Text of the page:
The UDHR references “the equal and inalienable rights of all members of the human family” in its opening lines and goes on to lay out these rights in 30 subsequent articles. Each is vital to creating a global roadmap for protecting and advancing human rights for all, but Article 18 holds particular significance. This article outlines the right to “freedom of thought, conscience and religion,” a concept that is also referred to as “freedom of religion or belief” and “international religious freedom.” In fewer than 50 words, Article 18 codifies what we consider to be a wellspring right, meaning it is so foundational that many other rights flow from it.
For example, without freedom of thought, how can we have freedom of speech or expression? What is freedom of assembly without the right to believe and worship as one chooses with that group? Although conscience rights underpin so many other vital freedoms, we have seen that the ideas contained in Article 18 often get sidelined within the broader human rights movement. In 2013, the British All Party Parliamentary Group on International Religious Freedom issued a report that referred to freedom of religion or belief as “an orphaned right,” one that is “only protected to the extent that it does not stand in the way of achieving some other goal or ambition.”
We have seen firsthand how engaging with matters of faith can make many in the political and human rights worlds uncomfortable. These voices often suggest that defending freedom of religion can cause problems in international affairs — for example, when dealing with authoritarian regimes like China that regularly violate the conscience rights of their people. But it’s well worth risking sticky geopolitical situations to stand up for religious freedom. We know from research and experience that both religious freedom and religious pluralism lead to more peaceful, prosperous, democratic societies. As we like to say, defending religious freedom is not just good for individual souls but for the whole of society.
For all its benefits, current trends for international religious freedom do not look promising. More than 80 percent of the world’s population live in countries that restrict or repress freedom of religion or belief in some way. Many of these restrictions, and outright human rights violations, happen in countries where we would expect it: China, Russia, Iran, North Korea, Afghanistan, Myanmar — the list goes on. But we have also seen alarming signs in robust democracies like Japan and Finland, and religion-based violence has exploded in countries that are democracies, such as India, Nigeria and Pakistan. The assaults on conscience rights around the globe are intensifying, and virtually no faith community or belief system is spared.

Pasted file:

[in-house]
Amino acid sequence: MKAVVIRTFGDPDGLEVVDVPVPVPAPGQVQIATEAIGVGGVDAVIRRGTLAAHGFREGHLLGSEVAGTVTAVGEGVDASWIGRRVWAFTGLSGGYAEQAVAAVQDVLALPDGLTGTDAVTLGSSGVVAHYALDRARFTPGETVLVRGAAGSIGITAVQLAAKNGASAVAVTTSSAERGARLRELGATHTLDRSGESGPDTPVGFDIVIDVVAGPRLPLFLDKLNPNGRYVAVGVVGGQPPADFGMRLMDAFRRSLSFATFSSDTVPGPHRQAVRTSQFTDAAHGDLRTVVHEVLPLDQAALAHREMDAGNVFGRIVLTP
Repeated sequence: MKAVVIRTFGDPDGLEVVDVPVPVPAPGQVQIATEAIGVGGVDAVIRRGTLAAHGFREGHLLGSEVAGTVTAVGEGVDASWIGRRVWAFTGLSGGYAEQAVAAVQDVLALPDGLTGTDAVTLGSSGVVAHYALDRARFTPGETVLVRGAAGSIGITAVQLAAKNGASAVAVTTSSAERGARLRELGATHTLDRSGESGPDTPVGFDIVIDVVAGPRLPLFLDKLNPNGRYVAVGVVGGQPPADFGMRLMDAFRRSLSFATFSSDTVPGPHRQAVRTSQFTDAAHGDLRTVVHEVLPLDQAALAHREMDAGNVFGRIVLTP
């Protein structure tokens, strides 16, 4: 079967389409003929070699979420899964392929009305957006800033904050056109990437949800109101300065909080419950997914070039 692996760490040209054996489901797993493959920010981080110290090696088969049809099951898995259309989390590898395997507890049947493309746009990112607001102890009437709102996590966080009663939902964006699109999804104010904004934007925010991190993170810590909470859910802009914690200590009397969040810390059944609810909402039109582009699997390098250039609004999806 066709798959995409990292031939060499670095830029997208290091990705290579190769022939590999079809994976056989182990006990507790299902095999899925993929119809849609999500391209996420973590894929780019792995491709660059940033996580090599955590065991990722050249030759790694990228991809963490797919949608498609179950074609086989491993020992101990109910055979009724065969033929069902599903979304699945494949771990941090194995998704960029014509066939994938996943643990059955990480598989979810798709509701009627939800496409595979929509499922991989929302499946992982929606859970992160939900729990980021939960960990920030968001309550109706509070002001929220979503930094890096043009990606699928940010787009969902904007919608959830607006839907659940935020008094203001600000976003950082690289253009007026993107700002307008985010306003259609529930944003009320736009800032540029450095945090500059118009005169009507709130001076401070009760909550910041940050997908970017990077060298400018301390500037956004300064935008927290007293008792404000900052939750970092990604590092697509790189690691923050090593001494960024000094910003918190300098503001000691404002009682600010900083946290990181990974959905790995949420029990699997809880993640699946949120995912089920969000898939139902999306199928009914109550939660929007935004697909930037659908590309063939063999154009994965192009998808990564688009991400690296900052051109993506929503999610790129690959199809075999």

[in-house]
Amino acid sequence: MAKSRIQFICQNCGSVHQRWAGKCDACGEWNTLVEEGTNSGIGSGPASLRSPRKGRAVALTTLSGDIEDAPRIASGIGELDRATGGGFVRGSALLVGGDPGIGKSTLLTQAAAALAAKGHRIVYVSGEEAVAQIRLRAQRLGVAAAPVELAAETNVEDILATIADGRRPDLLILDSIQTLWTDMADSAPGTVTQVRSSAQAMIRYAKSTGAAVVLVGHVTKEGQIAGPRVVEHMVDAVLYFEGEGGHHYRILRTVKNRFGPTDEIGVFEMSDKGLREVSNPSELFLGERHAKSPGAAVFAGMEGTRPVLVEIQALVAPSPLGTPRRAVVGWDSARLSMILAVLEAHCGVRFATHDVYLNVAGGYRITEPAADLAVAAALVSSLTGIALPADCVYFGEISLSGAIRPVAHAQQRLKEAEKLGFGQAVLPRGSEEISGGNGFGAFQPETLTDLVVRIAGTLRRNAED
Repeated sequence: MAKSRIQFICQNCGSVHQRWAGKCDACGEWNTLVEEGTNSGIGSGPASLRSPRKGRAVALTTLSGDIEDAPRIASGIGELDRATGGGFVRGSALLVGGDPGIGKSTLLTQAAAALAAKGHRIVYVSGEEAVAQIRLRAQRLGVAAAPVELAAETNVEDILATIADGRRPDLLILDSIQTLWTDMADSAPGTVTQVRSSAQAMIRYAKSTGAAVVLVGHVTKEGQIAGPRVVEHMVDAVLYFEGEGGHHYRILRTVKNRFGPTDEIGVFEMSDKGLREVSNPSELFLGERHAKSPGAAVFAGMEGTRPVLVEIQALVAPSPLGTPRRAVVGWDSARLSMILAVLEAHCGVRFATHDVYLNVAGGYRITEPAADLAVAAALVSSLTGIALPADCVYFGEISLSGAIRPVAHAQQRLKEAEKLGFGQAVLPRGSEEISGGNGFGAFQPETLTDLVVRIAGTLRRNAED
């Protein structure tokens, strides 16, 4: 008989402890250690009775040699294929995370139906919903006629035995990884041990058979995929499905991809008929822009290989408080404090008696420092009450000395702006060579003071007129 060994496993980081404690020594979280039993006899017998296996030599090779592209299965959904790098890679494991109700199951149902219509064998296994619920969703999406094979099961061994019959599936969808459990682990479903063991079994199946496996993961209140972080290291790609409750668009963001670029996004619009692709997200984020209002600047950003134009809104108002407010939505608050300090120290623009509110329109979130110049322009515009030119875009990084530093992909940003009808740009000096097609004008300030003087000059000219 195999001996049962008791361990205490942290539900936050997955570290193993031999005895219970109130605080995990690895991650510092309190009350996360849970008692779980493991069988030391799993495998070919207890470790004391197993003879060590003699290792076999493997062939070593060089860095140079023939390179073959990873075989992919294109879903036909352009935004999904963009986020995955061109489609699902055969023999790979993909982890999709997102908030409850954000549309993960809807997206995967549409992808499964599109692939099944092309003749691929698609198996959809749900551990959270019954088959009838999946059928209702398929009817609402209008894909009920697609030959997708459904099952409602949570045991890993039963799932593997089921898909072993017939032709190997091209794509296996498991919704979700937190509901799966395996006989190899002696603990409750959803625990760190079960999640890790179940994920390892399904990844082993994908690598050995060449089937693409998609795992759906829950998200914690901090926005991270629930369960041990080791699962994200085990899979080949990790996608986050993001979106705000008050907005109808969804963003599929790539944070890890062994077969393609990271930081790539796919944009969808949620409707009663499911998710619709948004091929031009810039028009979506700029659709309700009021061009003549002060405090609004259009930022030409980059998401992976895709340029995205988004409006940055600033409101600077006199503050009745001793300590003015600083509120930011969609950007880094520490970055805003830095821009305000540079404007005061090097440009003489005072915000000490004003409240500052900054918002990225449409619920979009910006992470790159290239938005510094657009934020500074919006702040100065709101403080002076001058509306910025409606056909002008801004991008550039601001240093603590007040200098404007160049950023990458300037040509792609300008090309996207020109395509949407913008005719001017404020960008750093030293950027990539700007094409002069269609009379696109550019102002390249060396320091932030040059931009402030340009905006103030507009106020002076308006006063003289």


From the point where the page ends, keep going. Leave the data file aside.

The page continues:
Most recently, we have seen an ancient form of religion-based hate, namely antisemitism, sweeping across the world in horrible ways, and we have also witnessed an increase in violent anti-Christianity and Islamophobia. This grim reality reminds us that there is much work to do to ensure that countries live up to the ideals outlined in Article 18 of the UDHR. But we cannot hope to achieve this goal until conscience rights are no longer viewed as second-class citizens among the panoply of rights.
The importance of religious freedom is not a new idea. Indeed, after conquering Babylon, one of the first acts the Persian king Cyrus the Great undertook was decreeing that all people had a right to choose their own religion. This decree was preserved on the clay “Cyrus Cylinder” — which many view as the world’s first human rights charter — alongside other vital decrees, such as the freeing of slaves and establishing racial equality. Cyrus knew the great worth of religious freedom all the way back in 539 B.C. It seems we are still trying to grasp its significance in 2023.
As we celebrate the 75th anniversary of the UDHR, we urge more governments and leaders to recognize the inherent value of this freedom. The annual International Religious Freedom Summit, which will convene for the fourth time in January, has helped to create civil society momentum around this issue and bring people from across the political spectrum and spanning dozens of faith traditions together to advocate for religious freedom.
Now we need governments to take up the cause more fully. We have seen progress in the International Religious Freedom or Belief Alliance, a growing network of over 40 like-minded countries that designate senior government representatives to discuss actions their nations can take together to promote respect for freedom of religion or belief and protect members of religious minority groups worldwide. We have also been encouraged to see major government agencies recognizing the importance of faith communities in achieving broader development goals, such as USAID introducing a new strategic religious engagement policy.
These are important steps, and we hope that this 75th anniversary opens the door for more action that will move the needle on the foundational rights contained in Article 18.
This article first appeared in The Hill on Dec. 10, 2023.